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Characterisation of novel Markers role in Senescence and targeting them to eliminate senescent cells

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posted on 2024-06-07, 13:21 authored by Amal A. Albati

Ageing is a deterioration of organ function that increases the susceptibility for diseases. This deterioration is due to an impairment of cellular homeostasis occurred in response to the nine hallmarks of senescence is considered one of these hallmarks, which was observed first by Leonard Hayflicks and Paul Moorhead which defined as a cell cycle arrest in response to genetic or environmental stresses such as UV radiation, oncogene stress, telomere attrition and DNA damage. Senescent cells are metabolically active cells characterized by an irreversible cell cycle arrest and resistance to apoptosis. Senescence has two opposite impacts on organisms, as it has a beneficial effect such as tissue repair, wound healing and tumor suppression. However, accumulation of senescent cells has a detrimental effect found to enhance ageing and age-related pathologies such as Alzheimer disease, diabetes, fibrosis and cancer. Therefore, clearance of senescent cells could ameliorate the symptoms of ageing and agerelated diseases thus increasing the healthspan and lifespan of organisms. However, there is no yet specific marker used to detect and eliminate senescent cells. Consequently, it is important to find a marker or combination of markers that are specifically identify senescent cells and use them as therapeutic tool to target and eliminate the accumulation of senescent cells. Here, we illustrated that Ibrutinib, a clinically approved chemical inhibitor of BTK, decreased the accumulation of senescent cells in vivo, leading to extended lifespan and mitigating age related decline in physical fitness. Besides, Ibrutinib demonstrated a pivotal role in maintaining heart function with age by effectively reducing the ,accumulation of senescent cells. Additionally, we examined three potential markers of senescence identified by proteomic screening, evaluating their expression levels with age and after Ibrutinib treatment. Specifically, we sought to understand the impact of ibrutinib on these markers with age by comparing treated mice to untreated counterparts and young controls in mouse tissues. Moreover, we assessed the binding of RGD peptide to integrin αVβ3, a protein identified by proteomic screening as expressed more in senescent cells. The investigation aimed to determine the potential utility of the RGD peptide as a drug delivery tool for future applications.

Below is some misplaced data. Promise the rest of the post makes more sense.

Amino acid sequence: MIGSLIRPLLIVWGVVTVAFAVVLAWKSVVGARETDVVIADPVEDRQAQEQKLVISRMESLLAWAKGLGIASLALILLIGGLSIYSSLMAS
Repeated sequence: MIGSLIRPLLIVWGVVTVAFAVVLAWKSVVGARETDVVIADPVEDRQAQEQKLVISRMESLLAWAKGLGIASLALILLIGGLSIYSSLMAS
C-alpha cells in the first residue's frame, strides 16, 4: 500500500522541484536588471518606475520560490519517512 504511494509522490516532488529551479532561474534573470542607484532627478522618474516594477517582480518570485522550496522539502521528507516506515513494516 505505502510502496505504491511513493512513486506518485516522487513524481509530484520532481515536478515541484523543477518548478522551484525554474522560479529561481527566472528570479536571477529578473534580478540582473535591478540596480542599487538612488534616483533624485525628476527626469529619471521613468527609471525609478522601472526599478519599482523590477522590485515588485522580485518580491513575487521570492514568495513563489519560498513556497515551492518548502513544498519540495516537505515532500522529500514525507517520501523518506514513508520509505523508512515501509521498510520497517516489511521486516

History

Supervisor(s)

Salvador Macip; John Mitcheson

Date of award

2024-04-22

Author affiliation

Department of Molecular and Cell Biology

Awarding institution

University of Leicester

Qualification level

  • Doctoral

Qualification name

  • PhD

Language

en

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